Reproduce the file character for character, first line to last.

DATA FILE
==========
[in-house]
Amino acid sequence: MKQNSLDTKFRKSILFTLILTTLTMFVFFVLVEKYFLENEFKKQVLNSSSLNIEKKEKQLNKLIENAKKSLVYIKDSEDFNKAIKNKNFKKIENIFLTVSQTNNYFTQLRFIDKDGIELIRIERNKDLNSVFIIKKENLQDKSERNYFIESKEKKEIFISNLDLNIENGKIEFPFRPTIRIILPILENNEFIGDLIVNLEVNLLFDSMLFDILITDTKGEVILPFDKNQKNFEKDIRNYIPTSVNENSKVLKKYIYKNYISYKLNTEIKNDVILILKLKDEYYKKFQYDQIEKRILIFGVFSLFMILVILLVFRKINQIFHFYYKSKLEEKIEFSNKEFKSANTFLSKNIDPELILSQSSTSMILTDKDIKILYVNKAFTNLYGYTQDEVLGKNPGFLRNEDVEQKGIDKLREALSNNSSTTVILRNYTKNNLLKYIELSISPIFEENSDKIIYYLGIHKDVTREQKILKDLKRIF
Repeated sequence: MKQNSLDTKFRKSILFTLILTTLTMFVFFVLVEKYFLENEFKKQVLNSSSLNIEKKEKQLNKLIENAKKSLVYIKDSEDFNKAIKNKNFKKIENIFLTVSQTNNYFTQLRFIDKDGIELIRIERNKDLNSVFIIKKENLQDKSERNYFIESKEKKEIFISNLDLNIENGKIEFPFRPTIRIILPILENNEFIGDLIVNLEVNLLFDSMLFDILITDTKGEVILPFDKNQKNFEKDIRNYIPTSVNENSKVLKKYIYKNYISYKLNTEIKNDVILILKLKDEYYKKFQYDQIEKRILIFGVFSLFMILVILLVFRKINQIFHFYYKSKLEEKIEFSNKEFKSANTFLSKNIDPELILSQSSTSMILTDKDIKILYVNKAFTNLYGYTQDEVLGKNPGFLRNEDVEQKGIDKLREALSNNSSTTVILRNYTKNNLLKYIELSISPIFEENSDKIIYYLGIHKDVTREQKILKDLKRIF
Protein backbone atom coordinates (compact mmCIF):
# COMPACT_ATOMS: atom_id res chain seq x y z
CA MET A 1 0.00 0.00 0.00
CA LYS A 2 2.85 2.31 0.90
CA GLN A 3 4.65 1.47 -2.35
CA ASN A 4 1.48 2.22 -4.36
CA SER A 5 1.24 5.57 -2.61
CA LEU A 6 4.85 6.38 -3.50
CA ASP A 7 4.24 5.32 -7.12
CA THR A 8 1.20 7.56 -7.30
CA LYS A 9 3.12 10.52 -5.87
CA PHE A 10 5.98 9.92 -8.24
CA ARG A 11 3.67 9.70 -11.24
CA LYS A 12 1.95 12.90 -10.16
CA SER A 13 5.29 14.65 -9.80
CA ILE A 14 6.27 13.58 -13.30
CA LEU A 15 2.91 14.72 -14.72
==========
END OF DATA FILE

[in-house]
Amino acid sequence: MKQNSLDTKFRKSILFTLILTTLTMFVFFVLVEKYFLENEFKKQVLNSSSLNIEKKEKQLNKLIENAKKSLVYIKDSEDFNKAIKNKNFKKIENIFLTVSQTNNYFTQLRFIDKDGIELIRIERNKDLNSVFIIKKENLQDKSERNYFIESKEKKEIFISNLDLNIENGKIEFPFRPTIRIILPILENNEFIGDLIVNLEVNLLFDSMLFDILITDTKGEVILPFDKNQKNFEKDIRNYIPTSVNENSKVLKKYIYKNYISYKLNTEIKNDVILILKLKDEYYKKFQYDQIEKRILIFGVFSLFMILVILLVFRKINQIFHFYYKSKLEEKIEFSNKEFKSANTFLSKNIDPELILSQSSTSMILTDKDIKILYVNKAFTNLYGYTQDEVLGKNPGFLRNEDVEQKGIDKLREALSNNSSTTVILRNYTKNNLLKYIELSISPIFEENSDKIIYYLGIHKDVTREQKILKDLKRIF
Repeated sequence: MKQNSLDTKFRKSILFTLILTTLTMFVFFVLVEKYFLENEFKKQVLNSSSLNIEKKEKQLNKLIENAKKSLVYIKDSEDFNKAIKNKNFKKIENIFLTVSQTNNYFTQLRFIDKDGIELIRIERNKDLNSVFIIKKENLQDKSERNYFIESKEKKEIFISNLDLNIENGKIEFPFRPTIRIILPILENNEFIGDLIVNLEVNLLFDSMLFDILITDTKGEVILPFDKNQKNFEKDIRNYIPTSVNENSKVLKKYIYKNYISYKLNTEIKNDVILILKLKDEYYKKFQYDQIEKRILIFGVFSLFMILVILLVFRKINQIFHFYYKSKLEEKIEFSNKEFKSANTFLSKNIDPELILSQSSTSMILTDKDIKILYVNKAFTNLYGYTQDEVLGKNPGFLRNEDVEQKGIDKLREALSNNSSTTVILRNYTKNNLLKYIELSISPIFEENSDKIIYYLGIHKDVTREQKILKDLKRIF
Protein backbone atom coordinates (compact mmCIF):
# COMPACT_ATOMS: atom_id res chain seq x y z
CA MET A 1 0.00 0.00 0.00
CA LYS A 2 2.85 2.31 0.90
CA GLN A 3 4.65 1.47 -2.35
CA ASN A 4 1.48 2.22 -4.36
CA SER A 5 1.24 5.57 -2.61
CA LEU A 6 4.85 6.38 -3.50
CA ASP A 7 4.24 5.32 -7.12
CA THR A 8 1.20 7.56 -7.30
CA LYS A 9 3.12 10.52 -5.87
CA PHE A 10 5.98 9.92 -8.24
CA ARG A 11 3.67 9.70 -11.24
CA LYS A 12 1.95 12.90 -10.16
CA SER A 13 5.29 14.65 -9.80
CA ILE A 14 6.27 13.58 -13.30
CA LEU A 15 2.91 14.72 -14.72